After two years off court, Joel Embiid says he “probably” will have minutes restrictions

PHILADELPHIA, PA - OCTOBER 30: Joel Embiid #21 of the Philadelphia 76ers takes a shot from the bench prior to the game against the Utah Jazz on October 30, 2015 at the Wells Fargo Center in Philadelphia, Pennsylvania. NOTE TO USER: User expressly acknowledges and agrees that, by downloading and or using this photograph, User is consenting to the terms and conditions of the Getty Images License Agreement. (Photo by Mitchell Leff/Getty Images)
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Joel Embiid could be the best player on the Philadelphia 76ers in a couple of years — many scouts had him the highest rated of all the first-round draft picks the Sixers have had in recent seasons.

But after two foot surgeries and two seasons sitting on the sidelines, we don’t know how good Embiid can be. We should find out starting in October when Embiid is part of the Sixers training camp. Embiid says he feels 100 percent, but he expects there will be restrictions on him at first, he told Jessica Camerato of CSNPhilly.com during the Sixers Beach Bash community event this weekend.

This is the smart move by the Sixers — they are not competing for a title, the games in November have minimal meaning long term, bring him along slowly and make sure he can make each step along the way. Let’s see what he can do, then worry about how much run he can get in games that matter.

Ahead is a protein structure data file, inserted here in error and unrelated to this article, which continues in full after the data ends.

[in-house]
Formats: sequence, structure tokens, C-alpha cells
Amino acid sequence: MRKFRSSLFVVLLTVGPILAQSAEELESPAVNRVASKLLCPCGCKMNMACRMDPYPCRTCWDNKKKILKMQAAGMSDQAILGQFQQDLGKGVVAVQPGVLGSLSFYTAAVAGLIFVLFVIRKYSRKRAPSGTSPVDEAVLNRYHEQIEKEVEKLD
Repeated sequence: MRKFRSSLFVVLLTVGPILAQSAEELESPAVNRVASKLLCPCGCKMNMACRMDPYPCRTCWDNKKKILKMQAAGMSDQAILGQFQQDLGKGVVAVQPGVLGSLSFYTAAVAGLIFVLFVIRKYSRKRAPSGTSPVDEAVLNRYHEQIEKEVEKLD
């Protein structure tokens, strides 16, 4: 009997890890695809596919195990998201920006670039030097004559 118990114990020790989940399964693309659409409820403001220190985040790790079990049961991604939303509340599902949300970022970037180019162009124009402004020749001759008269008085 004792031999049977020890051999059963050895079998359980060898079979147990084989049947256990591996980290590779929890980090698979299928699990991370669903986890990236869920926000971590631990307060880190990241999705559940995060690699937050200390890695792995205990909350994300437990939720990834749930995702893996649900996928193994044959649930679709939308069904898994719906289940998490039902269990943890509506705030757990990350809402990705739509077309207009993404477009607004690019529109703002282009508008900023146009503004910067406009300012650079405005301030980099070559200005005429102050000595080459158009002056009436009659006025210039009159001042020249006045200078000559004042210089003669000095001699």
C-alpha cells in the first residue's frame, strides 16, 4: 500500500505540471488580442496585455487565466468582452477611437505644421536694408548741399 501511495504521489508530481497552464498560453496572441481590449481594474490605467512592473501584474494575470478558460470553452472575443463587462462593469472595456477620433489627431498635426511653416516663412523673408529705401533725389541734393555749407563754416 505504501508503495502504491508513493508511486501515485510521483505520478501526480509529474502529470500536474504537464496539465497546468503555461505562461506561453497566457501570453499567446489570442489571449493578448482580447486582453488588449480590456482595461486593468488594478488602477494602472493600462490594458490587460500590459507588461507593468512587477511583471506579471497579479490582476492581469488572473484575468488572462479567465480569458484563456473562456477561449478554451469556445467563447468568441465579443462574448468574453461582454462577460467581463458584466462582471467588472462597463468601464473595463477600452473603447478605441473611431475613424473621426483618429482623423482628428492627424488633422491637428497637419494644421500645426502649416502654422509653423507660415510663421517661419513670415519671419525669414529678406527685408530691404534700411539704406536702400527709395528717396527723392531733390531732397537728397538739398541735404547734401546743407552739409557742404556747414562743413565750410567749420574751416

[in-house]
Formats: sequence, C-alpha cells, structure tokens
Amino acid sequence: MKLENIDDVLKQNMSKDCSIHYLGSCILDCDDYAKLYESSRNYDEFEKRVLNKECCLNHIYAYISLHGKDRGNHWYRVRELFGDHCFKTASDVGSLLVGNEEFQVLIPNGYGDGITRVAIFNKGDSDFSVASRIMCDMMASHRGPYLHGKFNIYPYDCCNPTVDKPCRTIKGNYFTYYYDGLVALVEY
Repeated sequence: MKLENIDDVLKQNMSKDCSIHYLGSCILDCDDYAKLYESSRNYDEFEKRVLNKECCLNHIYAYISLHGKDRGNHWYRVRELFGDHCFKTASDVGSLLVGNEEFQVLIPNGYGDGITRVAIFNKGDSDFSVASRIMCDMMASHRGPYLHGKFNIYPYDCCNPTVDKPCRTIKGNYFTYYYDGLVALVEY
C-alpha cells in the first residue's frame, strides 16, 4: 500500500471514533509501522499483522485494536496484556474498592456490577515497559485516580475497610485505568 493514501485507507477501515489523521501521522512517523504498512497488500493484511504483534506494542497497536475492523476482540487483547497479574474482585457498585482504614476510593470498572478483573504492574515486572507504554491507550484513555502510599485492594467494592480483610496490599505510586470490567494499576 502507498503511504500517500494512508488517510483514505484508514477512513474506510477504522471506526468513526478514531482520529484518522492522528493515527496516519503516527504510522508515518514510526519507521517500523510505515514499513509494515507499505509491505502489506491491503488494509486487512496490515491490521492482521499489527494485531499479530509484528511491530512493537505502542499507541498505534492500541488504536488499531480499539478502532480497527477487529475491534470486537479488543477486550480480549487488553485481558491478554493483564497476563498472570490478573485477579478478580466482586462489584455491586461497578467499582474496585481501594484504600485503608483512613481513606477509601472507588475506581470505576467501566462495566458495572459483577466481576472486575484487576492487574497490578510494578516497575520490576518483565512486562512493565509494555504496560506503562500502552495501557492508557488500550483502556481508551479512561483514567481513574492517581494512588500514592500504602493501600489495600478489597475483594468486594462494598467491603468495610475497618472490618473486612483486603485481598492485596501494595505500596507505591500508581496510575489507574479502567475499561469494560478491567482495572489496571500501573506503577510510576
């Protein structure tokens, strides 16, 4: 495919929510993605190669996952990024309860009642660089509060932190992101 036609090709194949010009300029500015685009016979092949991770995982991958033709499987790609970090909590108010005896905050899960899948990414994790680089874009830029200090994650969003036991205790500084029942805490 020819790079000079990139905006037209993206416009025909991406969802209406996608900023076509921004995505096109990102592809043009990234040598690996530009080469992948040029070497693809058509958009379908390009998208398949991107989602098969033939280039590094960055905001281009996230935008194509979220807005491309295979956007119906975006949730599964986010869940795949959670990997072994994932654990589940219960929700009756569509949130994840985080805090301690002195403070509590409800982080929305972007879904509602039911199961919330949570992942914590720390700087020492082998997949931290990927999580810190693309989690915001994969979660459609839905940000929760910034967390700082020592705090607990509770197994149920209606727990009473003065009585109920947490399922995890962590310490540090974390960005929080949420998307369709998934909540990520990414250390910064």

It’s going to be interesting to watch how Embiid, Ben Simmons, Nerlens Noel, and Jahlil Okafor all fit together up front — and which one of them gets traded this season.

Celtics’ Avery Bradley on defense: “Kyrie Irving, none of those guys scare me”

BOSTON, MA - MARCH 09:  Avery Bradley #0 of the Boston Celtics celebrates after scoring against the Memphis Grizzlies  during the first quarter at TD Garden on March 9, 2016 in Boston, Massachusetts.NOTE TO USER: User expressly acknowledges and agrees that, by downloading and/or using this photograph, user is consenting to the terms and conditions of the Getty Images License Agreement.  (Photo by Maddie Meyer/Getty Images)